Several years ago, there where only a few people who really had any idea what Operational Risk was all about. The US Navy / Marine Corps for one. They know that the work they performed was full of hazards and risk. If they didn't do something to systematically reduce operational risks in every process they performed or mission they executed, they knew that more people might be injured or die.
And what is the Navy's definition of ORM:
ORM is a decision making tool- used by people at all levels to increase operational effectiveness by anticipating hazards and reducing the potential for loss, thereby increasing the probability of a successful mission.
ORM is an effective tool for maintaining readiness in peacetime and success in combat because it helps conserve assets so they can be applied at the decisive time and place.
Applying the ORM process will reduce mishaps, lower injury and property damage costs, provide for more effective use of resources, improve training realism and effectiveness, and improve readiness.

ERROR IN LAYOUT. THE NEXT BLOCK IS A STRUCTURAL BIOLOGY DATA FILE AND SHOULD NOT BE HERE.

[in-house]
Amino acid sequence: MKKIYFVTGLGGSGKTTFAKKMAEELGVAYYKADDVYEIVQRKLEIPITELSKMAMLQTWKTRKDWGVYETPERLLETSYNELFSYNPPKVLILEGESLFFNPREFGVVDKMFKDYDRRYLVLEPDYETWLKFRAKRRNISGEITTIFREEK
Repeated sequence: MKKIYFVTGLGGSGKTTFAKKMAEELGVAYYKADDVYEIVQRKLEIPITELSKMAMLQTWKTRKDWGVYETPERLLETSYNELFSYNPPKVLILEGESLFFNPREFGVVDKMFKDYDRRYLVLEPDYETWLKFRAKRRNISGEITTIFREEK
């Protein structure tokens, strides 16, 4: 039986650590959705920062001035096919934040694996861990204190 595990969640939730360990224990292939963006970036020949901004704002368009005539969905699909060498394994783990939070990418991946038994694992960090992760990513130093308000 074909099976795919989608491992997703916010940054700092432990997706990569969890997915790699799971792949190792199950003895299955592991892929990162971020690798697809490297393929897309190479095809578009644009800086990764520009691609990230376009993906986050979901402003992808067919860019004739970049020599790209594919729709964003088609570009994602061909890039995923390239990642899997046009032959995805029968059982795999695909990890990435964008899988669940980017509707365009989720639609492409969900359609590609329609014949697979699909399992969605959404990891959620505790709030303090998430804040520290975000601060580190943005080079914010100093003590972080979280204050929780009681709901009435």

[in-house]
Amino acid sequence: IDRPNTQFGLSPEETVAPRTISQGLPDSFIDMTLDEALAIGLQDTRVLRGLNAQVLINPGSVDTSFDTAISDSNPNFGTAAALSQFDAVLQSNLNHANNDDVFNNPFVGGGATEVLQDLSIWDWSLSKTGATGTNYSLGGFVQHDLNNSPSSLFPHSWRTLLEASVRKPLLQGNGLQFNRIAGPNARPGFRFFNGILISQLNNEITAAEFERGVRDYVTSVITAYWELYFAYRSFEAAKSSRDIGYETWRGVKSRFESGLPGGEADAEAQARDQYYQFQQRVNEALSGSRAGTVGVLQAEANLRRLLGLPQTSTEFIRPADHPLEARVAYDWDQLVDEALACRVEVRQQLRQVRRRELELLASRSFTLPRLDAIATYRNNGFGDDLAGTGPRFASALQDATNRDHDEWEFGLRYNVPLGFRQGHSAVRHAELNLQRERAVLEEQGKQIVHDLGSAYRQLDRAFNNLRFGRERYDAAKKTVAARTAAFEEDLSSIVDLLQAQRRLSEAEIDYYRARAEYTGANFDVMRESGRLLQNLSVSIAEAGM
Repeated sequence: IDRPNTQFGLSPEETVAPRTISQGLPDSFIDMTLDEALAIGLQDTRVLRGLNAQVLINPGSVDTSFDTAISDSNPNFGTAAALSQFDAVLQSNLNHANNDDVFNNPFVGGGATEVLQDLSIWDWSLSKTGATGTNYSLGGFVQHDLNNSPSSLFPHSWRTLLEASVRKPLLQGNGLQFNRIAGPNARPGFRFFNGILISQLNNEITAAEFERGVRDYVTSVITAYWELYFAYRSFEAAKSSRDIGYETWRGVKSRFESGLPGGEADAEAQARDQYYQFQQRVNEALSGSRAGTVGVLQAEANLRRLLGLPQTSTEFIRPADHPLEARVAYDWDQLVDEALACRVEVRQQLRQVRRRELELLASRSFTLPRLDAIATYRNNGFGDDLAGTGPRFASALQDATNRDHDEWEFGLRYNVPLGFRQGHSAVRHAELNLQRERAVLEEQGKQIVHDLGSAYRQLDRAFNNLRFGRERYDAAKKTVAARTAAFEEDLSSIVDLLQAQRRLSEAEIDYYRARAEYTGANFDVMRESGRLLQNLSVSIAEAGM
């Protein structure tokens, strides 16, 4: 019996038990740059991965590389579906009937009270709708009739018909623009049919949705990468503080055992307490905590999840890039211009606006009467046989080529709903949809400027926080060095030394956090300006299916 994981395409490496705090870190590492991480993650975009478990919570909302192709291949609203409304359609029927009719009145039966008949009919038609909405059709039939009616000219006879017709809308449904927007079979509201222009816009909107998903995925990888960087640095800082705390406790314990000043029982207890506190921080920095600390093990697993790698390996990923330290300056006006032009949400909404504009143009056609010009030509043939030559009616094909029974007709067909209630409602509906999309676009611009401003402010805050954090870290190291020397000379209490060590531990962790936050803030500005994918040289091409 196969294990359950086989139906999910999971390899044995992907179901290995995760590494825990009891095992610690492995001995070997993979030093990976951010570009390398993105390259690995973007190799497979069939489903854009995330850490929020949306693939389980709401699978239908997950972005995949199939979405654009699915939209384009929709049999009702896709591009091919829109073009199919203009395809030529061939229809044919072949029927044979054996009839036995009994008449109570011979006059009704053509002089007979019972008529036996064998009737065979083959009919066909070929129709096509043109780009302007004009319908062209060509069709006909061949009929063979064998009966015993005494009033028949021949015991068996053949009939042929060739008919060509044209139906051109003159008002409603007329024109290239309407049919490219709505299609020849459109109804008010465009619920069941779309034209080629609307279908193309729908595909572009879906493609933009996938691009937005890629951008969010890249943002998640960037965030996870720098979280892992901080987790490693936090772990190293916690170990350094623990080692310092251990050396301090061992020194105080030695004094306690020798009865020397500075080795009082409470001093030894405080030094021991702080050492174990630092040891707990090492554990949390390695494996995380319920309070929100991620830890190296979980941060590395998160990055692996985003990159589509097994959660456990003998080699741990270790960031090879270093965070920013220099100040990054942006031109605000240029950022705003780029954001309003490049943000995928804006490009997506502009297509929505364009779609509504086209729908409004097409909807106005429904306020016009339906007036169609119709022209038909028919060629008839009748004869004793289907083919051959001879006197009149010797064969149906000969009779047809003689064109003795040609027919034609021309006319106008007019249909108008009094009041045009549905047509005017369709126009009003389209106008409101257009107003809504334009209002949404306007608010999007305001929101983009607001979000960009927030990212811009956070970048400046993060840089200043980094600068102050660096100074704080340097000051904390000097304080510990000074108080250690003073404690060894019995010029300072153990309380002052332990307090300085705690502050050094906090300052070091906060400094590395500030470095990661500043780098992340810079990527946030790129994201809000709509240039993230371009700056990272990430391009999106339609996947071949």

At the same time, you have the Global Financial community wrestling with something called Basle:
The Basle Committee on Banking supervision has recently initiated work related to operational risk. Managing such risk is becoming an important feature of sound risk management practice in modern financial markets. The most important types of operational risk involve breakdowns in internal controls and corporate governance. Such breakdowns can lead to financial losses through error, fraud, or failure to perform in a timely manner or cause the interests of the bank to be compromised in some other way, for example, by its dealers, lending officers or other staff exceeding their authority or conducting business in an unethical or risky manner. Other aspects of operational risk include major failure of information technology systems or events such as major fires or other disasters.
The prudent Risk Manager today can see the similarities in what the US Marines and the Bankers are trying to accomplish. The good news is that the convergence of what the military has known for years and the knowledge that the bankers have gained from having their institutions fail, provides us with a vast foundation to begin the next wave of innovation.
The innovations surrounding Operational Risk Management are upon us. Now it's our duty as practitioners to "Walk the Talk" and to "Practice What We Preach". Get busy!